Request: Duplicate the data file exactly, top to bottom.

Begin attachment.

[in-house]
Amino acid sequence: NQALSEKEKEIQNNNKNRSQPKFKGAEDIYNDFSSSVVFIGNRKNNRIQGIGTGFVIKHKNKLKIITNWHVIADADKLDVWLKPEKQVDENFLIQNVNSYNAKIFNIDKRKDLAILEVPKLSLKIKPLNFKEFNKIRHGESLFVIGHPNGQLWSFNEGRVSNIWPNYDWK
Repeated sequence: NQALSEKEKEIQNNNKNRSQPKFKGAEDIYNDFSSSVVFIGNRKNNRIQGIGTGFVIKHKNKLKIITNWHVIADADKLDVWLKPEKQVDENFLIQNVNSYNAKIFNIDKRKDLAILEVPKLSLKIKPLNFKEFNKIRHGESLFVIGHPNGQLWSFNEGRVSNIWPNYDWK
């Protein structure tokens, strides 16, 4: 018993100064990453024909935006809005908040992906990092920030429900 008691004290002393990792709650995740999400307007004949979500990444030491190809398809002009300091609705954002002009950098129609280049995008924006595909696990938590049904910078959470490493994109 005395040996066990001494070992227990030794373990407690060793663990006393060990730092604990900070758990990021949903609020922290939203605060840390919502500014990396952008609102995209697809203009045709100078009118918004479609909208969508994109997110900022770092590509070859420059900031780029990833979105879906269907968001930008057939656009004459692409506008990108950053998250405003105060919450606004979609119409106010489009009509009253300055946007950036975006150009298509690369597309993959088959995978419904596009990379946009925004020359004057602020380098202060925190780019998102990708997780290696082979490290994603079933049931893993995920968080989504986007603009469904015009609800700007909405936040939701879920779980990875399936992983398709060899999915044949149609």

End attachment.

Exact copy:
[in-house]
Amino acid sequence: NQALSEKEKEIQNNNKNRSQPKFKGAEDIYNDFSSSVVFIGNRKNNRIQGIGTGFVIKHKNKLKIITNWHVIADADKLDVWLKPEKQVDENFLIQNVNSYNAKIFNIDKRKDLAILEVPKLSLKIKPLNFKEFNKIRHGESLFVIGHPNGQLWSFNEGRVSNIWPNYDWK
Repeated sequence: NQALSEKEKEIQNNNKNRSQPKFKGAEDIYNDFSSSVVFIGNRKNNRIQGIGTGFVIKHKNKLKIITNWHVIADADKLDVWLKPEKQVDENFLIQNVNSYNAKIFNIDKRKDLAILEVPKLSLKIKPLNFKEFNKIRHGESLFVIGHPNGQLWSFNEGRVSNIWPNYDWK
């Protein structure tokens, strides 16, 4: 018993100064990453024909935006809005908040992906990092920030429900 008691004290002393990792709650995740999400307007004949979500990444030491190809398809002009300091609705954002002009950098129609280049995008924006595909696990938590049904910078959470490493994109 005395040996066990001494070992227990030794373990407690060793663990006393060990730092604990900070758990990021949903609020922290939203605060840390919502500014990396952008609102995209697809203009045709100078009118918004479609909208969508994109997110900022770092590509070859420059900031780029990833979105879906269907968001930008057939656009004459692409506008990108950053998250405003105060919450606004979609119409106010489009009509009253300055946007950036975006150009298509690369597309993959088959995978419904596009990379946009925004020359004057602020380098202060925190780019998102990708997780290696082979490290994603079933049931893993995920968080989504986007603009469904015009609800700007909405936040939701879920779980990875399936992983398709060899999915044949149609």